former law student said...

The eye of the needle was the name of a gate in the walls of Jerusalem.

Nope. Here's a good explanation:

First of all, the "devotional" teaching that Jesus was using the word "needle" to represent a small opening in the city wall to enter the city once the gates were closed for the night, is not backed by historical documentation. These small openings in the walls of the city were not built until the 4th Century AD.
...
In Matthew 19:24 the word for "eye" is TRUPAYMA, which means hole, porthole, eye of a needle from TRUPAO, to bore a hole. The word for "needle" is RhAPHIS, which means a sewing needle. So in this text, Jesus was referring to an actual hole in a sewing needle


http://www.bteministries.org/node/160

so many of them can not understand people who do not have the kind of class envy that makes you want others to suffer.

Are those five percent of Americans who earn the most really suffering? How much better do they feel now than they did during the Clinton administration?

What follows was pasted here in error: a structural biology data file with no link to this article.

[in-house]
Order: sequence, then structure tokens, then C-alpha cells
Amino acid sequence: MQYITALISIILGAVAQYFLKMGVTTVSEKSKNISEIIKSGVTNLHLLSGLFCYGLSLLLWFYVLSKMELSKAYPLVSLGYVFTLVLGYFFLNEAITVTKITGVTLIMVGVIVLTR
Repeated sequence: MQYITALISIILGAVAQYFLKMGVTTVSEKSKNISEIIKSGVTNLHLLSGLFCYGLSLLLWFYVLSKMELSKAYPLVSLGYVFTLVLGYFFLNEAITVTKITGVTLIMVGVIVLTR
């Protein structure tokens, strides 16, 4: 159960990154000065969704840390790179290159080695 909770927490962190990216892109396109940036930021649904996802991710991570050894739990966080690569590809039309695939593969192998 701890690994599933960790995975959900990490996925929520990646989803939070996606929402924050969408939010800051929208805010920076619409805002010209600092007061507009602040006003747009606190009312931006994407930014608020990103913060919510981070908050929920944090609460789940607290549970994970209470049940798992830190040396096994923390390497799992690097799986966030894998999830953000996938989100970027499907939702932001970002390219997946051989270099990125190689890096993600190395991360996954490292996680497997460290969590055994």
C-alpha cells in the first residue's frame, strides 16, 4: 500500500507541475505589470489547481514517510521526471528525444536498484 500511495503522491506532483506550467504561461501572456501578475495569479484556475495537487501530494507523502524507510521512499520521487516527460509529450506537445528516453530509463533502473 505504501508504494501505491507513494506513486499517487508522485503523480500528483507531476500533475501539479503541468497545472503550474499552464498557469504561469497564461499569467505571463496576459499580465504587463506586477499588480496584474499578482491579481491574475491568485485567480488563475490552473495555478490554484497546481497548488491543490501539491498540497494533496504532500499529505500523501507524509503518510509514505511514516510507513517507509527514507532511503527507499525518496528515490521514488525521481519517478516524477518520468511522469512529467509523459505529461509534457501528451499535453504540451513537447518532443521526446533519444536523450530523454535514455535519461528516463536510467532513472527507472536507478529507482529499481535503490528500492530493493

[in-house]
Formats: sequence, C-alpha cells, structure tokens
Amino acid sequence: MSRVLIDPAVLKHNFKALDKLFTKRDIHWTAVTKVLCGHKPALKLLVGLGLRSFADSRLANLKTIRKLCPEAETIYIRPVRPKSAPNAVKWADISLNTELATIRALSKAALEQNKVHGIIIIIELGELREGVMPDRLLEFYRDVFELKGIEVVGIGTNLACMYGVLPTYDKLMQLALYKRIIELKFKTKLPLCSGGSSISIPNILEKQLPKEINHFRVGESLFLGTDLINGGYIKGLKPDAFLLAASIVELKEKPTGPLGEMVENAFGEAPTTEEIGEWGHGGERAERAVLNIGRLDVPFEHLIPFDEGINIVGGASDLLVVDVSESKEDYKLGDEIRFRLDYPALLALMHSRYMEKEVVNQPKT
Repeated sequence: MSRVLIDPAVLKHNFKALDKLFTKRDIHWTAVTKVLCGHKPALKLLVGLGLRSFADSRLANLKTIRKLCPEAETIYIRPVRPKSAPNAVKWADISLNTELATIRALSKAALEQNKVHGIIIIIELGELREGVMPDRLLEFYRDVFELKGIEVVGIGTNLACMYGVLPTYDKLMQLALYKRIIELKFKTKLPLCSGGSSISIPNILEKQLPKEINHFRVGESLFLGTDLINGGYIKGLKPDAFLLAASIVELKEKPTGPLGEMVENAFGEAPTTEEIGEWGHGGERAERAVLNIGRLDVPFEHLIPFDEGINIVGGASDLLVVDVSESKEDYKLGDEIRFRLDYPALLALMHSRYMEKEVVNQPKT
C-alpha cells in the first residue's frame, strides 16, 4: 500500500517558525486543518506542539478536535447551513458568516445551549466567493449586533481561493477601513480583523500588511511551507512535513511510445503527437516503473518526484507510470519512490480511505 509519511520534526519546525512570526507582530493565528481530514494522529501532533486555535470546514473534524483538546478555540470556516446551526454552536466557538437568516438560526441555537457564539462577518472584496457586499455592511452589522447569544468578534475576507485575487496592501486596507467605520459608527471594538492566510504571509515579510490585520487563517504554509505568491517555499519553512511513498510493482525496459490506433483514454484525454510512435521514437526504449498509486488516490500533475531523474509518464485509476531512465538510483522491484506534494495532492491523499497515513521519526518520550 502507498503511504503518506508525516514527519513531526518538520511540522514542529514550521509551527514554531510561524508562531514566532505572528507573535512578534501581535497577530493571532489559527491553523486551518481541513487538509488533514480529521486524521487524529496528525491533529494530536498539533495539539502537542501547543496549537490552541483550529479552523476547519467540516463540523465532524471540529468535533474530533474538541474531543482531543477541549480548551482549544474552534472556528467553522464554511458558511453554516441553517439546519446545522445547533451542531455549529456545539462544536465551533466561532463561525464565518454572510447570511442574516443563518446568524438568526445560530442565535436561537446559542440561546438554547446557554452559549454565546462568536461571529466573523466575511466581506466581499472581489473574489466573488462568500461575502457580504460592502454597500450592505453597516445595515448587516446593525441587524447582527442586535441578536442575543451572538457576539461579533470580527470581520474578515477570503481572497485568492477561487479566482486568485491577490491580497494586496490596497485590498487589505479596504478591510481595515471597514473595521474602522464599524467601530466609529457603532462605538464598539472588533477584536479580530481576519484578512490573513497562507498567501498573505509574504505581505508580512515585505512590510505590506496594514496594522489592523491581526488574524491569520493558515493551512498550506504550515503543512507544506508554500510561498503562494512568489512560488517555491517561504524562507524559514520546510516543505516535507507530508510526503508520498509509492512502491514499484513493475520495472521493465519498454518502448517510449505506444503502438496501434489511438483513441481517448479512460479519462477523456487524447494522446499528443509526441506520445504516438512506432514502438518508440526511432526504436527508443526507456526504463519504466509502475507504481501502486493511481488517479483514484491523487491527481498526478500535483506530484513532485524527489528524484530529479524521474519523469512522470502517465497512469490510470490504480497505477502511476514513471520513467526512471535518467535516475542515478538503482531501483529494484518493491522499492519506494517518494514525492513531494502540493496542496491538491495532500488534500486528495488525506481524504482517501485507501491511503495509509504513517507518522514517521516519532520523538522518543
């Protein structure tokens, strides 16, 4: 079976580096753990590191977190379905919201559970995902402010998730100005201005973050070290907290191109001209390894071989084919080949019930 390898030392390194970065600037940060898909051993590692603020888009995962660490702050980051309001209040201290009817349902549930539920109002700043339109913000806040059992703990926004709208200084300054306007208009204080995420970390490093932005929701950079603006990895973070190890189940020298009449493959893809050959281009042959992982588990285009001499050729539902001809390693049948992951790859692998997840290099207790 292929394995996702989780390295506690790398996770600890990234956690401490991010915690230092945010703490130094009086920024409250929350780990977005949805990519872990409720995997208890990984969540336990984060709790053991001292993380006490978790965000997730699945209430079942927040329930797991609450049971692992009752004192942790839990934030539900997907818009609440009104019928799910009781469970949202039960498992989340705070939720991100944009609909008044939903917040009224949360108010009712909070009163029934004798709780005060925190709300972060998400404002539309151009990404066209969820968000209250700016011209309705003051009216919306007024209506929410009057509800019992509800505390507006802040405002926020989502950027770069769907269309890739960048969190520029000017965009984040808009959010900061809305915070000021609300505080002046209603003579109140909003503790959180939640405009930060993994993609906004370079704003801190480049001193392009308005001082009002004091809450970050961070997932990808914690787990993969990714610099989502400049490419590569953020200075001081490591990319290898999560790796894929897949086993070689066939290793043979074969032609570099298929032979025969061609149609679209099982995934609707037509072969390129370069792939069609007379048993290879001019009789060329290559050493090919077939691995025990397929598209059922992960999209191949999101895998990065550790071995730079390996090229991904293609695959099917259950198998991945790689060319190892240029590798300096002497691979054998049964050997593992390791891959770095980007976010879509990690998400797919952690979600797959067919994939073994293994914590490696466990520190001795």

Joe and people like him want to have some of that success and want to feel that they too can work their way into being wealthy.

I guess it's like playing the lottery. You gladly pay more taxes now figuring you have a one-in-20 shot of making more than $250K at some point.

blake said...

Oh, and Michelle Malkin did criticize the RNC for this.

Dust Bunny Queen said...

I guess it's like playing the lottery. You gladly pay more taxes now figuring you have a one-in-20 shot of making more than $250K at some point.

No. You still don't get it. It isn't about paying more taxes. People expect to pay taxes and in return receive government services like: infrastructure, FAA, military etc.